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Epirus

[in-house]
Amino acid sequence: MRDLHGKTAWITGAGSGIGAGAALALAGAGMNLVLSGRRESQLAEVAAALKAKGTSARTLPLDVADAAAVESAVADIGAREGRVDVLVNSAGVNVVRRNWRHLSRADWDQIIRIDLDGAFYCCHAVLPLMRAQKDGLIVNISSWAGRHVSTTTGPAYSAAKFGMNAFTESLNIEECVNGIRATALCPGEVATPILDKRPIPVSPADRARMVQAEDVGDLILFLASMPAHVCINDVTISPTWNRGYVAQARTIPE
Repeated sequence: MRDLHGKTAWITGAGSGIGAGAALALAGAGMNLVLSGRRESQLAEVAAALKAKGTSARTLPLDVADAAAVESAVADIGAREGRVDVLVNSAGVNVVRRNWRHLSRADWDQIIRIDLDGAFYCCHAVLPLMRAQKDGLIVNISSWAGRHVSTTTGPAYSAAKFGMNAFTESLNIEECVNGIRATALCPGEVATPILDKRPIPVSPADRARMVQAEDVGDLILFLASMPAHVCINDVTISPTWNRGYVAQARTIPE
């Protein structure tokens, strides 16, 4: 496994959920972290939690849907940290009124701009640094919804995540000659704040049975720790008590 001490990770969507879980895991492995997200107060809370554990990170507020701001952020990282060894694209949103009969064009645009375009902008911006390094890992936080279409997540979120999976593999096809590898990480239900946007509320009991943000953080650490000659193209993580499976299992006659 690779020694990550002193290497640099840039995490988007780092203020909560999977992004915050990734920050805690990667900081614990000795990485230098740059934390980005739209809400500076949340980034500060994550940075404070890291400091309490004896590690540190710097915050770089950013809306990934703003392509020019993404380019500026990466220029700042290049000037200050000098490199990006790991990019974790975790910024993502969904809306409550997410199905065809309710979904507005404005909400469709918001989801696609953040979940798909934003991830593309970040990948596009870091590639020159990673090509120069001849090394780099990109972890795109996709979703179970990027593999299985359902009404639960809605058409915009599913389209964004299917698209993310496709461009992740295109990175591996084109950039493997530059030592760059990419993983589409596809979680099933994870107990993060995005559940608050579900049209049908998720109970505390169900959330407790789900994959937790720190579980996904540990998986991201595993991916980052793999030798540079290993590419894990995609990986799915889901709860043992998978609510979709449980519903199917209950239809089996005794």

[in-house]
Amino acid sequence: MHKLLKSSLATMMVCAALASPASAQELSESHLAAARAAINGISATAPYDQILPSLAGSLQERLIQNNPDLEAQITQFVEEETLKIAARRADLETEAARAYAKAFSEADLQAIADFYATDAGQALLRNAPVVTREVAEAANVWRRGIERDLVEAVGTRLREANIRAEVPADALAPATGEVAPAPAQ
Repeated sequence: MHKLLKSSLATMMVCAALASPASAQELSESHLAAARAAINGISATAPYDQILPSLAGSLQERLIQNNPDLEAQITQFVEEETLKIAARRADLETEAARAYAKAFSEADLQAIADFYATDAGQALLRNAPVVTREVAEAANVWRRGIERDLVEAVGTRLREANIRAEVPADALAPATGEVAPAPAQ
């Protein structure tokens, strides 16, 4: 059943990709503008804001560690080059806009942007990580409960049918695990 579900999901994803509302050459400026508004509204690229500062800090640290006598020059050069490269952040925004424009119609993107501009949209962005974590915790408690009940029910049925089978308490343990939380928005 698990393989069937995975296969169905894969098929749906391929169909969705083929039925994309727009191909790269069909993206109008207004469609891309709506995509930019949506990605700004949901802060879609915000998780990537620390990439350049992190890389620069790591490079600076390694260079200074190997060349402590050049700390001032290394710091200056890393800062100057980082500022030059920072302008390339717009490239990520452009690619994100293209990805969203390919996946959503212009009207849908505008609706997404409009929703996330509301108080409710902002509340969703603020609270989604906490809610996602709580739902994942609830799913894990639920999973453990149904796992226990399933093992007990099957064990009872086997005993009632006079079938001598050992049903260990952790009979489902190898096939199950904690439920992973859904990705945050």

Epirus Greece, is a geographical and historical region in southeastern Europe.  It lies between the Pindus Mountains and the Ionian Sea. The largest city in Epirus is Ioannina. A rugged and mountainous region, Epirus was the north-west area of ancient Greece. It was inhabited by the Greek tribes of the Chaonians, Molossians, and Thesprotians, and home to the sanctuary of Dodona, the oldest ancient Greek oracle, and the most prestigious one after Delphi. Unified into a single state in 370 BC by the Aeacidae dynasty, Epirus achieved fame during the reign of Pyrrhus of Epirus, whose campaigns against Rome are the origin of the term "Pyrrhic victory". Epirus subsequently became part of the Roman Empire along with the rest of Greece in 146 BC, which was followed by the Byzantine Empire. Following the fall of Constantinople to the Fourth Crusade, Epirus became the center of the Despotate of Epirus, one of the successor states to the Byzantine Empire. Conquered by the Ottoman Empire in the 15th century. Following the Balkan Wars and World War I, southern Epirus became part of Greece, while northern Epirus became part of the newly created state of Albania. Unlike most other Greeks of the time, who lived in or around city-states such as Athens or Sparta, the Epirotes lived in small villages. Their region lay on the edge of the Greek world and was far from peaceful; for many centuries, it remained a frontier area contested with the Illyrian peoples. However, Epirus had a far greater religious significance than might have been expected given its geographical remoteness, due to the presence of the shrine and oracle at Dodona - regarded as second only to the more famous oracle at Delphi. The Epirotes seem to have initially been regarded with some disdain by the Greeks of the south. The historian Thucydides describes them as "barbarians" and the only Epirotes regarded as truly Greek were the Aeacidae, who claimed to be descended from Neoptolemus, son of Achilles. The Aeacidae established a state in Epirus from about 370 BC onwards, expanding their power at the expense of rival tribes. They allied themselves with the increasingly powerful kingdom of Macedon and in 359 BC, princess Olympias, niece of Arybbas of Epirus, married King Philip II of Macedon. She was to become the mother of Alexander the Great. In the 3rd century BC Epirus remained a substantial power, unified under the auspices of the Epirote League as a federal state with its own parliament (synedrion). Epirus fell to Rome in 167 BC, 150,000 of its inhabitants were enslaved and the region was so thoroughly plundered that it took 500 years for central Epirus to recover fully. The history of Epirus is unbelievably rich. You’ll seek it out at the magnificent archaeological site of Dodoni with its famous ancient theatre, at Roman Nikopolis and at the Oracle at Efyra, renowned in antiquity. You’ll meet it also in Ioannina with its castle, Byzantine museum of Its Kale, eight Byzantine and post-Byzantine monasteries on the Island in the Lake. Monasteries abound in the Zagorohoria, too, with Agios Ioannis Rangovos and Agia Paraskevi being the most noteworthy.  The pastoral heritage of Epirus translates to a heavy preponderance of meat and dairy products. Every place is a culinary destination in its own right, with its own speciality. In Epirus the people seem to blend in with the land. You’ll meet a different Greece at this crossroads of civilisations and landscapes in Western Greece, between the Pindos mountain range and the Ionian Sea. The destinations are many and varied, creating a wide range of options for holidays all year round. EPIRUS is WAITING for you.


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